Agriculture: It was a proud moment for Sukh Bahadur Rai from Allay in Sampheling gewog, Chukha, when he got an opportunity to share his experience of growing quinoa with officials gathered last week.

As a successful farmer that grows quinoa in the village, he is not only going to have a bumper harvest this time but will also motivate others in the village to grow the crop.

This was revealed during the farmer’s field day held in the village on February 17.

The 48-year-old farmer said he will be harvesting the crop for the second time this year. “The first harvest was in 2015.”

He said he grew the crop on a small plot of land then and harvested 18kgs. “This year, I will harvest more than 150kg quinoa,” he said. He grew it in 40 decimals of land.

Meanwhile, quinoa is a new nutrient rich cereal introduced in 2015 in the country.

The adaptation trials were also initiated in 2015 with two varieties and six new varieties were again introduced in 2016. Compared to rice, maize, and wheat, quinoa has higher nutrients such as protein, lysine, fats, fiber, and calories.

The report with the Research and Development Centre for Organic Agriculture (RDC-OC) in Yusipang, Thimphu, mentions that the primary objective of introducing quinoa was to diversify the cropping system, adapt this versatile crop to growing environments as a climate resilient crop and to enhance the food and nutritional security of the Bhutanese people.

For the rapid promotion of this nutritious cereal, the Department of Agriculture has also accorded quinoa a commodity status at par with rice and maize.

In 2015 and 2016, over 1,000 farmers cultivated quinoa on an estimated 40 acres and cultivated in 20 dzongkhags.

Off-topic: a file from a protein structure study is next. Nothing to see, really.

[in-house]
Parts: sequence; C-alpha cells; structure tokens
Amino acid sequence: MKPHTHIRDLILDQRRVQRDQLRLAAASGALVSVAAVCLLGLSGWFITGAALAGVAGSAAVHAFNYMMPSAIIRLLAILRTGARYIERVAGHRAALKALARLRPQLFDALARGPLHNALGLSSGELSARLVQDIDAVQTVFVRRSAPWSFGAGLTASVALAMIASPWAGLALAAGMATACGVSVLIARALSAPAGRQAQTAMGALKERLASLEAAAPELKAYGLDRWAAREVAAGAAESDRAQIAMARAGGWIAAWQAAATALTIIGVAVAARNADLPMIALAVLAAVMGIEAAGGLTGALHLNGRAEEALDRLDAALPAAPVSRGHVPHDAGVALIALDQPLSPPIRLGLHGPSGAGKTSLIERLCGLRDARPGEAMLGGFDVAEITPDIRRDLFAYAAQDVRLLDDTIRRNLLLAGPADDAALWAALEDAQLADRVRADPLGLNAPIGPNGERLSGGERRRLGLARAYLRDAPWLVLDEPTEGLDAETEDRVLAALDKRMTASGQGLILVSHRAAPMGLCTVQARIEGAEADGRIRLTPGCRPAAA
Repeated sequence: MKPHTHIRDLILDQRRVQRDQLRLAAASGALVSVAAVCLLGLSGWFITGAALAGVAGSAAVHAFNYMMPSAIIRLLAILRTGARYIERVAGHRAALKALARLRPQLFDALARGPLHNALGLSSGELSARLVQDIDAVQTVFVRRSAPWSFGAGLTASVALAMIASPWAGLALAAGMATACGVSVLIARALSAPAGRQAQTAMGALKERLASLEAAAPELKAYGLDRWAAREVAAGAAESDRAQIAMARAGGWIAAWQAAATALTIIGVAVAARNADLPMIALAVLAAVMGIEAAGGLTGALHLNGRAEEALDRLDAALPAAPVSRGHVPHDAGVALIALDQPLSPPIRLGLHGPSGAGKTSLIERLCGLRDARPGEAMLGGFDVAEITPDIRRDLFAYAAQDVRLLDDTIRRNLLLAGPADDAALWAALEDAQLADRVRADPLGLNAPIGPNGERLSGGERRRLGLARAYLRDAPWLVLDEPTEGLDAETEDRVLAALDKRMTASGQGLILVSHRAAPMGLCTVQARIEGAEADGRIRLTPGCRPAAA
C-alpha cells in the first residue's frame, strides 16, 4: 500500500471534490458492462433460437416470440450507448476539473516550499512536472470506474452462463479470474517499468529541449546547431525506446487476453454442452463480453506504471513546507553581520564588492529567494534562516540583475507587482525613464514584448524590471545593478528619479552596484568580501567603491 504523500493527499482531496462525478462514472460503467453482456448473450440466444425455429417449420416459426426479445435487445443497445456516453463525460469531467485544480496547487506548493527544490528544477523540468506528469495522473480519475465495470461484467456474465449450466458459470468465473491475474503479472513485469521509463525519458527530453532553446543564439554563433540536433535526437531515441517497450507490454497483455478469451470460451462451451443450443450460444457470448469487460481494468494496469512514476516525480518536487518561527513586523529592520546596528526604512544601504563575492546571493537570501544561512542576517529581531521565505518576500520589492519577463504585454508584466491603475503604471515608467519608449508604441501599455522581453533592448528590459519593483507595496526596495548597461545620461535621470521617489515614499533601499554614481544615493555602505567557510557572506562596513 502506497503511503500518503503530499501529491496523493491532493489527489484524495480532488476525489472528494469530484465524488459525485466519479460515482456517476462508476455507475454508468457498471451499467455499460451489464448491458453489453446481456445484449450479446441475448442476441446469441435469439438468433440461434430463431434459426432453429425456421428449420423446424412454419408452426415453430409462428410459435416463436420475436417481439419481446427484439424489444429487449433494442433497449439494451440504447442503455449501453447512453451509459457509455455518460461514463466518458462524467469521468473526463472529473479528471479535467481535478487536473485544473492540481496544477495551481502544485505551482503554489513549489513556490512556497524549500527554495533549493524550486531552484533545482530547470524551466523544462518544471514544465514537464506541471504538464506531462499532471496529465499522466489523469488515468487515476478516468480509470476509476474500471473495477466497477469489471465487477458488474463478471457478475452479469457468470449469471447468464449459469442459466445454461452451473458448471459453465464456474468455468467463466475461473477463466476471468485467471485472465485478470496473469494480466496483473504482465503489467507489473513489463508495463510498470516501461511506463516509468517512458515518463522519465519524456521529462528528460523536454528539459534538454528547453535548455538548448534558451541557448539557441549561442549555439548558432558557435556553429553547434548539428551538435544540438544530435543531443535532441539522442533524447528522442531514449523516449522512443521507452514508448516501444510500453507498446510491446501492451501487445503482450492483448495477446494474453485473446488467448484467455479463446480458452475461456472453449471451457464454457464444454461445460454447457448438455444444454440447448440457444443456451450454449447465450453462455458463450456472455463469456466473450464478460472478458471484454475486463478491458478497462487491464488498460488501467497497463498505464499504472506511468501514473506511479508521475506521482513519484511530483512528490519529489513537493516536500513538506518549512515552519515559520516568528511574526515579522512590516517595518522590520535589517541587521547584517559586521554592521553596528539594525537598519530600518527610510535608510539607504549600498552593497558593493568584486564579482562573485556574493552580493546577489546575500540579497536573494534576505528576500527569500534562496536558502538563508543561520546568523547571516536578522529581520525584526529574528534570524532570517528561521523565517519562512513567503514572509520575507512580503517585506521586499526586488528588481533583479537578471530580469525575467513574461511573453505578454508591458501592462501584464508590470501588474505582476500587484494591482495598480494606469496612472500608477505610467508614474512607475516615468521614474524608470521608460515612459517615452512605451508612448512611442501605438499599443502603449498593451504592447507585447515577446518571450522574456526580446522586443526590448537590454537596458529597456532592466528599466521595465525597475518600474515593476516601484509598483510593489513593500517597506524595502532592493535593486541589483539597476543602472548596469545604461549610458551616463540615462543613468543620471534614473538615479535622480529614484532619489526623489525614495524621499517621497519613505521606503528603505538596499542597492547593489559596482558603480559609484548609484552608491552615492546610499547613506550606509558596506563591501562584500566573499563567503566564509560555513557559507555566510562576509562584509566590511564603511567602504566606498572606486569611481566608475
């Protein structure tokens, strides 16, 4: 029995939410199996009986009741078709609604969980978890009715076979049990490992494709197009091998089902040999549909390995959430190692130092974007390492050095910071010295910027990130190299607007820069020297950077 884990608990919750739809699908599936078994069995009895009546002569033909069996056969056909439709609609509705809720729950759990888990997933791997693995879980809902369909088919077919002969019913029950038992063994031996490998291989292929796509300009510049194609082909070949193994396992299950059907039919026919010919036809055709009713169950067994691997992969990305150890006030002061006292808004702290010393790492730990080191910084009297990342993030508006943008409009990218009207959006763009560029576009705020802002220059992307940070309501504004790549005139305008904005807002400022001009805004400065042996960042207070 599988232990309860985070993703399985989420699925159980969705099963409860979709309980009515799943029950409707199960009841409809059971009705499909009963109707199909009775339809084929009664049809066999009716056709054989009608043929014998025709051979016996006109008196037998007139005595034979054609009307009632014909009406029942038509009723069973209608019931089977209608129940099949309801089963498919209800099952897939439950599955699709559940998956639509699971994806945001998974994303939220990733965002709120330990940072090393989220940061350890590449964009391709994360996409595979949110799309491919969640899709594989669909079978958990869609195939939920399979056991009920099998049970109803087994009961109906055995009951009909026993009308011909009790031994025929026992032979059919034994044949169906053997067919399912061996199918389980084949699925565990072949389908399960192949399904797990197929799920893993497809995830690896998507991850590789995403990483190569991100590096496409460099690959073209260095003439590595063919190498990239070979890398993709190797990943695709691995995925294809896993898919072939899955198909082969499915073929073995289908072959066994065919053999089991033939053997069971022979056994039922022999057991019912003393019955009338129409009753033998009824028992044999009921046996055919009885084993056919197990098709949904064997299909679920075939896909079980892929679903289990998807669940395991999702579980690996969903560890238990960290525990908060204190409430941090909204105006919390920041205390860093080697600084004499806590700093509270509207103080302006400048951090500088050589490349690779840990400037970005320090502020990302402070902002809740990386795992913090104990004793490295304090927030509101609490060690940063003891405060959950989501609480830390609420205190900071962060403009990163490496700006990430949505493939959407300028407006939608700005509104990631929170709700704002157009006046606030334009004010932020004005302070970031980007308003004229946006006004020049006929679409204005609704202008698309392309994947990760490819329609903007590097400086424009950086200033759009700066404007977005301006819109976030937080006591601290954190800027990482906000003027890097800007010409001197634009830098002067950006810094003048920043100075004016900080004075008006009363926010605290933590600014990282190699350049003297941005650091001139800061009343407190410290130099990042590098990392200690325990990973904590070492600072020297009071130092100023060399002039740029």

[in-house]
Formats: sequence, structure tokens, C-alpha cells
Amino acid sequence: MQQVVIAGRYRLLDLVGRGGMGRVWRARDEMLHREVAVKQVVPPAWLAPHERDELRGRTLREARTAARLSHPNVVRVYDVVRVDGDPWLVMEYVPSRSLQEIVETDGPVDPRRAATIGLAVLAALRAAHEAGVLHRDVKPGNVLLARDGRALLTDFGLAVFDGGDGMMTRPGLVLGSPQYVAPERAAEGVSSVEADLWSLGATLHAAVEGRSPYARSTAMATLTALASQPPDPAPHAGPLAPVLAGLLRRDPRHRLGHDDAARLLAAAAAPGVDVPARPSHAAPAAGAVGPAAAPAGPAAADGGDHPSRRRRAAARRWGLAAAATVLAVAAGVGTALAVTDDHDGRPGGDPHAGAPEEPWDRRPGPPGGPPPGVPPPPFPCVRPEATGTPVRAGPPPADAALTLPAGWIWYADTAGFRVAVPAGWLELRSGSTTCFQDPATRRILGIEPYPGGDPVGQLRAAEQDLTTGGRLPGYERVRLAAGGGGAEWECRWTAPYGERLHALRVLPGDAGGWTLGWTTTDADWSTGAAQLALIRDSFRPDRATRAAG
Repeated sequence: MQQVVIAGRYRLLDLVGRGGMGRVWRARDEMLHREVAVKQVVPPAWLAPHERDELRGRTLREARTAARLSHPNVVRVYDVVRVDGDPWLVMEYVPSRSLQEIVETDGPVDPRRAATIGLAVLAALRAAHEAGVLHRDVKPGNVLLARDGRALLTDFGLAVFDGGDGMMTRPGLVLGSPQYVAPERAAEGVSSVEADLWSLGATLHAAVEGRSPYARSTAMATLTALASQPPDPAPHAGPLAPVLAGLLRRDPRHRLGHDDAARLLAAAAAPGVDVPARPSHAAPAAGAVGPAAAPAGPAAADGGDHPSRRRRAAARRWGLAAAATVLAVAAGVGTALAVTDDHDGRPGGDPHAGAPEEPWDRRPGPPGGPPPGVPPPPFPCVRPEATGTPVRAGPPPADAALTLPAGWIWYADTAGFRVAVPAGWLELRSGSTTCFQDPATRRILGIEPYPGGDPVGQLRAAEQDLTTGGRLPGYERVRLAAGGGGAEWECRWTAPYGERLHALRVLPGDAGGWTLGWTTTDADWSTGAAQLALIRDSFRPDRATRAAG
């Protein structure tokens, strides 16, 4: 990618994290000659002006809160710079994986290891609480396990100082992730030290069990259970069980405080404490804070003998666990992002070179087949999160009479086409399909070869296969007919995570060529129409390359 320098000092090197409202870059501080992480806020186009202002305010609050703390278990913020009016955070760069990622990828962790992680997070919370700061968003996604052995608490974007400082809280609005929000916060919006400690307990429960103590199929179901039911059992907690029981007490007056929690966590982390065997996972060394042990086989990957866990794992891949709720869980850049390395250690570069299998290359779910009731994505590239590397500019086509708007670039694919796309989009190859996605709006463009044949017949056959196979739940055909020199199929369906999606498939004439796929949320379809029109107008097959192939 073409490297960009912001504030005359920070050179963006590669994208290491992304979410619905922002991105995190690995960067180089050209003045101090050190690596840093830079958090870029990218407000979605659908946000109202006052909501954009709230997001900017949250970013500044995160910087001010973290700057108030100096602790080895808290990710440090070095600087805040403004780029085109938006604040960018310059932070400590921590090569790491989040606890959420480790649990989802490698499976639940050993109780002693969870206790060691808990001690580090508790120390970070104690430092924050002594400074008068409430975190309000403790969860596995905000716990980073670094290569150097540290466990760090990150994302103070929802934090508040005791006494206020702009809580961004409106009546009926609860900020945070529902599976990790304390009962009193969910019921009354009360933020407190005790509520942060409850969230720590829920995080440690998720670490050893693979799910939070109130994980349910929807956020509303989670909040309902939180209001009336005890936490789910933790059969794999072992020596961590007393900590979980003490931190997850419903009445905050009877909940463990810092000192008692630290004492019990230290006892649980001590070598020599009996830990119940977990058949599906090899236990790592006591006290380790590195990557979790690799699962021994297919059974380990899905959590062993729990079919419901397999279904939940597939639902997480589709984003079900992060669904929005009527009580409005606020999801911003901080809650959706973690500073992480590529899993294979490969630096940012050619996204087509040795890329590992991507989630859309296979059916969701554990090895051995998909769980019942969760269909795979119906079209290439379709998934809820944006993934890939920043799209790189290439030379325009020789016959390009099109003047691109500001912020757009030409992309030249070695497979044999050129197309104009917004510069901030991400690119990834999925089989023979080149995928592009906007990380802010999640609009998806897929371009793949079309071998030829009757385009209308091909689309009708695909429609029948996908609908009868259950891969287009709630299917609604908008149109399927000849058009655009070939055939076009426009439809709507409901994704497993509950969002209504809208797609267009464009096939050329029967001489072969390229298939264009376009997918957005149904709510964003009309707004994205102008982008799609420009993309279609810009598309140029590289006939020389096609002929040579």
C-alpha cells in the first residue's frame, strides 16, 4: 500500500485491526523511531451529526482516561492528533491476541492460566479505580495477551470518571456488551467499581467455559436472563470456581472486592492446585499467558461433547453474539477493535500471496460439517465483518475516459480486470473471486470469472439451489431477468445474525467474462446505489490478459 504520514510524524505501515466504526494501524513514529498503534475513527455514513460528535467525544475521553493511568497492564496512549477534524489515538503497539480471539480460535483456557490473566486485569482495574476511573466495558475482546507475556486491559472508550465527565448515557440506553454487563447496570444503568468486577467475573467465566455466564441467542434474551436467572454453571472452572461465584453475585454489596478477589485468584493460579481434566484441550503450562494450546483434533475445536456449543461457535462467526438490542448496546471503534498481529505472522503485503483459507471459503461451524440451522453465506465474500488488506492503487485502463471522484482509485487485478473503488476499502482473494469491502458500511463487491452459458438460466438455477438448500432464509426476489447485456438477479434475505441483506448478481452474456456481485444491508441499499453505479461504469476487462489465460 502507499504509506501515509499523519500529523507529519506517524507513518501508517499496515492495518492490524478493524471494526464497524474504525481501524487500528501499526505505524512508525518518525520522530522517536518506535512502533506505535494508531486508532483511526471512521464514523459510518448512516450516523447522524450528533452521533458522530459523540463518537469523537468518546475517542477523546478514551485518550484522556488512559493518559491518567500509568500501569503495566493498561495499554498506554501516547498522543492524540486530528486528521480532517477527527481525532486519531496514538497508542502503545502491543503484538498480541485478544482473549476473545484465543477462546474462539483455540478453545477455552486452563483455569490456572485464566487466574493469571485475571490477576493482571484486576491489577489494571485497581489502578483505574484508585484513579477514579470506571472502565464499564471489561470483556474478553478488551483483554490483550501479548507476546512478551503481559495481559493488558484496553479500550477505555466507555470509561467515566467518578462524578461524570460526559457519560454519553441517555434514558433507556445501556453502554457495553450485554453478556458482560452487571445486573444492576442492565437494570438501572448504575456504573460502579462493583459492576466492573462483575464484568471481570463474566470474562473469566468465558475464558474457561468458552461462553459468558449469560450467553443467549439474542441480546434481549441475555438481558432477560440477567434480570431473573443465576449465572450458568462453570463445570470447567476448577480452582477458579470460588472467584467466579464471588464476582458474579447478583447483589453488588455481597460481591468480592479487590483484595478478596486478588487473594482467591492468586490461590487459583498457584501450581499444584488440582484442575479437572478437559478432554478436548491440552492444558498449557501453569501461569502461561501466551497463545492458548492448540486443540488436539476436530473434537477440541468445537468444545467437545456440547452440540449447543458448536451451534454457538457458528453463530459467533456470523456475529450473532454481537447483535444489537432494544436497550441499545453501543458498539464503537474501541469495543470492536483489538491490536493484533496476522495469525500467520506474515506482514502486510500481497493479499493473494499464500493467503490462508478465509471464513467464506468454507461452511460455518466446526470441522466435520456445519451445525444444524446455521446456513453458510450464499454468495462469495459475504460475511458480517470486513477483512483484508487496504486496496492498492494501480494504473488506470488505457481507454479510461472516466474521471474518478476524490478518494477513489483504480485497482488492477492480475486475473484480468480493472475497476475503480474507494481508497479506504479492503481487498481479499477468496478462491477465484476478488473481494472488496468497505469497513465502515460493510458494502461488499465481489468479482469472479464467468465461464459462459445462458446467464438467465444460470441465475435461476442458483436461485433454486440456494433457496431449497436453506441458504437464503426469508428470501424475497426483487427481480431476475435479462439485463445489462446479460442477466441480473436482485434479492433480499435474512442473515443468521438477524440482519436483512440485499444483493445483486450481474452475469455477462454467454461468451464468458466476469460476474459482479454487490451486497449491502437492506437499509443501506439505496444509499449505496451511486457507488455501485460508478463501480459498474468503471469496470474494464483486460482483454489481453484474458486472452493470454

Quinoa coordinator from the development centre in Yusipang, Tirtha Katwal ,said that they are expanding quinoa cultivation to 120 acres this year. “Today’s field day is to showcase a success story.”

He said the centre has plans to encourage farmers to grow on a large scale.

Centre officials also said that farmers could grow for self-consumption, as the cereal is highly nutritious and later take it as commercial farming.

Chukha dzongdag, Pemba Wangchuk, who attended the field day in Allay told farmers to try quinoa farming.

“It appears it is growing well here,” he said, adding that quinoa nutrients would be good for children’s growth.

He told farmers to grow the crop in small quantities initially and as the commercial market expands, people can grow in large quantities.

Among the villagers that gathered to listen to Sukh Bahadur Rai’s success story, there were also a few who are also growing quinoa.

Renuka Chhetri from Kothiline in Sampheling also cultivated quinoa for the second time this year.

“I harvested 30kg this year,” she said. “The harvest is good.”

Renuka Chhetri said she would grow more. “The harvest was not good in 2015, as it was a dry season that year.”

Uma Devi Chhetri and Damber Kumari Sharma are also planning to grow more this season.

People from Merak and Sakteng also grow this nutritious cereal.

Quinoa fetches Nu 100 per kg in the market.

Rajesh Rai | Phuentsholing